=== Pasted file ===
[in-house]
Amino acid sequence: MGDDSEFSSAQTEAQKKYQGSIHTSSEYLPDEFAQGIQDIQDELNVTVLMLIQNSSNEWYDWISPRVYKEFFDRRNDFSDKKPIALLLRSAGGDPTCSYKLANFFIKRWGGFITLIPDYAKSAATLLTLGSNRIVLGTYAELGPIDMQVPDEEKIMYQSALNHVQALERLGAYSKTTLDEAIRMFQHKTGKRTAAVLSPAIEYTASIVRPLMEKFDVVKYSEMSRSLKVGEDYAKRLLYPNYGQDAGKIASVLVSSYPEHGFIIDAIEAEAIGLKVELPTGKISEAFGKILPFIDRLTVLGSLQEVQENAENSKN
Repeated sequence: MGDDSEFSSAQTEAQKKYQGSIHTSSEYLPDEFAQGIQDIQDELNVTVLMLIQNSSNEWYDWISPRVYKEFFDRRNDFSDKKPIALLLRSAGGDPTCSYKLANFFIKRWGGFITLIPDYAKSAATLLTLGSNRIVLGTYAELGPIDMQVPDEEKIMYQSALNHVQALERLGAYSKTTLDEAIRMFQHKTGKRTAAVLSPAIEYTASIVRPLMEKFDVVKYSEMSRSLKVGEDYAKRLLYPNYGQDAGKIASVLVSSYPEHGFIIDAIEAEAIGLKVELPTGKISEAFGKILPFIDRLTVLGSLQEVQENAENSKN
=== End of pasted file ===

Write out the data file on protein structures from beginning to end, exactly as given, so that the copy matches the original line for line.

[in-house]
Amino acid sequence: MGDDSEFSSAQTEAQKKYQGSIHTSSEYLPDEFAQGIQDIQDELNVTVLMLIQNSSNEWYDWISPRVYKEFFDRRNDFSDKKPIALLLRSAGGDPTCSYKLANFFIKRWGGFITLIPDYAKSAATLLTLGSNRIVLGTYAELGPIDMQVPDEEKIMYQSALNHVQALERLGAYSKTTLDEAIRMFQHKTGKRTAAVLSPAIEYTASIVRPLMEKFDVVKYSEMSRSLKVGEDYAKRLLYPNYGQDAGKIASVLVSSYPEHGFIIDAIEAEAIGLKVELPTGKISEAFGKILPFIDRLTVLGSLQEVQENAENSKN
Repeated sequence: MGDDSEFSSAQTEAQKKYQGSIHTSSEYLPDEFAQGIQDIQDELNVTVLMLIQNSSNEWYDWISPRVYKEFFDRRNDFSDKKPIALLLRSAGGDPTCSYKLANFFIKRWGGFITLIPDYAKSAATLLTLGSNRIVLGTYAELGPIDMQVPDEEKIMYQSALNHVQALERLGAYSKTTLDEAIRMFQHKTGKRTAAVLSPAIEYTASIVRPLMEKFDVVKYSEMSRSLKVGEDYAKRLLYPNYGQDAGKIASVLVSSYPEHGFIIDAIEAEAIGLKVELPTGKISEAFGKILPFIDRLTVLGSLQEVQENAENSKN